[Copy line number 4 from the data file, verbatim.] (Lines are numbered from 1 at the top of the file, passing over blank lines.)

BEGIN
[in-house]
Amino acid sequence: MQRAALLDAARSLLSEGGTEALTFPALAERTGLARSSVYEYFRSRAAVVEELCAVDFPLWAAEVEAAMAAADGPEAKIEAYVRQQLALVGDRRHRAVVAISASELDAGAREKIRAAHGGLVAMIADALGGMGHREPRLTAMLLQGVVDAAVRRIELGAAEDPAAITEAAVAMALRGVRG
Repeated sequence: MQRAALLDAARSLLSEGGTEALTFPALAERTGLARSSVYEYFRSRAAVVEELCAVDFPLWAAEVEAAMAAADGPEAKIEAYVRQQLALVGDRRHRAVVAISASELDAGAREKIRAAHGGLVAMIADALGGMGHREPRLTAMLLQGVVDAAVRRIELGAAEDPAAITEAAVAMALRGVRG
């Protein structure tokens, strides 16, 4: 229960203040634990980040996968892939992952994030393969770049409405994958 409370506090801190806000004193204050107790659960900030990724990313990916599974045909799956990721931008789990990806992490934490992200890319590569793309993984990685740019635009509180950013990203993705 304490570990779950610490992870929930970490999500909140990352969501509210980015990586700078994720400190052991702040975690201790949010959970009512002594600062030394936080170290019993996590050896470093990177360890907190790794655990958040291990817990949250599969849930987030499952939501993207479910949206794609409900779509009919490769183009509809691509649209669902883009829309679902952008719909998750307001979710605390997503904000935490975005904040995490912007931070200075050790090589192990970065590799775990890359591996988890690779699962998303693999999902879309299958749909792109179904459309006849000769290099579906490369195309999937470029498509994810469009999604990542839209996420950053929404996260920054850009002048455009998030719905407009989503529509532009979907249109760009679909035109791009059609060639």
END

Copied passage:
């Protein structure tokens, strides 16, 4: 229960203040634990980040996968892939992952994030393969770049409405994958 409370506090801190806000004193204050107790659960900030990724990313990916599974045909799956990721931008789990990806992490934490992200890319590569793309993984990685740019635009509180950013990203993705 304490570990779950610490992870929930970490999500909140990352969501509210980015990586700078994720400190052991702040975690201790949010959970009512002594600062030394936080170290019993996590050896470093990177360890907190790794655990958040291990817990949250599969849930987030499952939501993207479910949206794609409900779509009919490769183009509809691509649209669902883009829309679902952008719909998750307001979710605390997503904000935490975005904040995490912007931070200075050790090589192990970065590799775990890359591996988890690779699962998303693999999902879309299958749909792109179904459309006849000769290099579906490369195309999937470029498509994810469009999604990542839209996420950053929404996260920054850009002048455009998030719905407009989503529509532009979907249109760009679909035109791009059609060639």